Santa Monica Observer - Community, Diversity, Sustainability and other Overused Words

Shark Attacks Swimmer in Pacific off of Orange County

Woman Sent to Hospital No Official Confirmation

 

Signs warning swimmers that a shark was sighted in Newport Beach

Officials have shut down 3 miles of Corona Del Mar State Beach in Orange County, after a young woman was bitten by an animal on her upper torso and shoulder.The woman was rushed to an OC hospital, with injuries consistent with a shark attack.

She had been swimming about 100 yards off Newport Beach, when she was apparently attacked or bitten. Witnesses say she was bleeding heavily.

Authorities don't know if it was a shark attack, as opposed to some other animal or some other cause. Nevertheless, County Lifeguards closed the 3 mile long State Beach, crowded with Memorial weekend beachgoers this afternoon.

"There was a bunch of helicopters and surf boats," said Hope Warrick. "When they told us to get out of the water, we all got out of the water really quickly," said Ben Haight who was on the beach at the time.

"The animal was big and gray, we assumed it was a shark," said beachgoes Elizabeth Warrick, who believes she saw a shark or other large gray fish.

Helicopters and boats have searched the area, but did not see any sharks. "We will keep the beach closed until we are sure there is no threat to the public", said a Rob Williams, a Newport Beach police officer. Authorities will re-evaluate their decision Monday morning.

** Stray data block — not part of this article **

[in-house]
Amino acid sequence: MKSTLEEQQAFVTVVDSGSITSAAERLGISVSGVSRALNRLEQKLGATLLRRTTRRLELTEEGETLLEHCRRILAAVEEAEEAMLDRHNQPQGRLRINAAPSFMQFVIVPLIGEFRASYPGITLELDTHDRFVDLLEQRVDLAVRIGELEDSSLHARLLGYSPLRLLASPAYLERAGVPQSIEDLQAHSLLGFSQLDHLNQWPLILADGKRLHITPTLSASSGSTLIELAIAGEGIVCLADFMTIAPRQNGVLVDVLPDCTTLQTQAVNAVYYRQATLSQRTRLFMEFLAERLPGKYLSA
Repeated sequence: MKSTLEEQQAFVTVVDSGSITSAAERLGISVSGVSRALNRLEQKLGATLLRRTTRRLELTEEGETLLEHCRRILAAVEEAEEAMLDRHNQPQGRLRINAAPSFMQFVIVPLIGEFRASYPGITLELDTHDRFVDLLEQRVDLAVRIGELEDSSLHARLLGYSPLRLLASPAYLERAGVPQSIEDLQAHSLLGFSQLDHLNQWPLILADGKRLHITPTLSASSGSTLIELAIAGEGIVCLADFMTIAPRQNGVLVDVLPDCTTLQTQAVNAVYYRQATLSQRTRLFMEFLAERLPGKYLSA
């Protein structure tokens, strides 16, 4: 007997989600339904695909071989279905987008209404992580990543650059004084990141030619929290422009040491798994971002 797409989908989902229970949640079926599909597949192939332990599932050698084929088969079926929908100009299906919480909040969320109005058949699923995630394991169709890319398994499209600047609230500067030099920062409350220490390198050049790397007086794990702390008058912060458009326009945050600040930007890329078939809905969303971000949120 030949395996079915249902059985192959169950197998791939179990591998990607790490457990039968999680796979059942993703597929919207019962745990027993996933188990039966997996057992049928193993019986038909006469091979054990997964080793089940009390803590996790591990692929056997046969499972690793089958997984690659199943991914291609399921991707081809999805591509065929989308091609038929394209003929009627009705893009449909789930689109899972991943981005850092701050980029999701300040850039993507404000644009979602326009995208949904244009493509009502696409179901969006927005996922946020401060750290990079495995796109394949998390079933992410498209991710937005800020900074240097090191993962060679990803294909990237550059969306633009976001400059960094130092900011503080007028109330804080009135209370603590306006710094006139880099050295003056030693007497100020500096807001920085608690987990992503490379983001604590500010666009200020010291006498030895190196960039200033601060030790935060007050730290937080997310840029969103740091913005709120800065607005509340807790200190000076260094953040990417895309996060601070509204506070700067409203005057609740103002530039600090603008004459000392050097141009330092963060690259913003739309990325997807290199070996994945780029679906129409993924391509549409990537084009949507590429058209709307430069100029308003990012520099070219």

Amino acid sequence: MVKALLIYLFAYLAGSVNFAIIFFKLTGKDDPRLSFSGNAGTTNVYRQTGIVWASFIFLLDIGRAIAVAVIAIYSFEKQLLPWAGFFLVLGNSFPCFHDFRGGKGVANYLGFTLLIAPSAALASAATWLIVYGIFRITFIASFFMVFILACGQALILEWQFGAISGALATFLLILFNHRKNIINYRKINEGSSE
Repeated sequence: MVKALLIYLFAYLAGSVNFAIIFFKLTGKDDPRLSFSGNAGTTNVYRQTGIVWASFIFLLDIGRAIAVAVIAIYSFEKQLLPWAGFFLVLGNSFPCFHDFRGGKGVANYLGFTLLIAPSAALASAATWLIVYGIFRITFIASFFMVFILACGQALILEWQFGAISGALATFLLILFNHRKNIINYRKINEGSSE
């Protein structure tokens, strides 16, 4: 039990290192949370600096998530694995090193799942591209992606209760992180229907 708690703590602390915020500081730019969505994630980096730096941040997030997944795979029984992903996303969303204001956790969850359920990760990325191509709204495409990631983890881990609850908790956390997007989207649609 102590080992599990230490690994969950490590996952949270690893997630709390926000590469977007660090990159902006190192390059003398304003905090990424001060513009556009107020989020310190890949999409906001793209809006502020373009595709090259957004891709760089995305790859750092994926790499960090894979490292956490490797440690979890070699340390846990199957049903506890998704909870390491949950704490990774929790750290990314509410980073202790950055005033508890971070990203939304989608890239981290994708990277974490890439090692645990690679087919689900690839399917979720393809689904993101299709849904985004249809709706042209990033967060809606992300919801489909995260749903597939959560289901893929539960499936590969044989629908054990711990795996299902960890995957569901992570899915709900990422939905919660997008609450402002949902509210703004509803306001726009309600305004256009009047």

As the summer beach season opens in the United States, at least one expert is predicting an increase in shark attacks around the world this year that will surpass last year's record number.

A dead shark washed up near Newport Beach in February.

"We should have more bites this year than last," George Burgess, director of the International Shark Attack File at the University of Florida, said in an interview shortly before the Memorial Day holiday weekend that signals the unofficial start of America's summer vacation - and beach - season.

In 2015, there were 98 shark attacks, including six fatalities, according to Burgess.

Why the increased bloodshed? Shark populations are slowly recovering from historic lows in the 1990s, the world's human population has grown and rising temperatures are leading more people to go swimming, Burgess said.

Still, the university notes that fatal shark attacks, while undeniably graphic, are so infrequent that beachgoers face a higher risk of being killed by sand collapsing as the result of over achieving sand castle builders.

 

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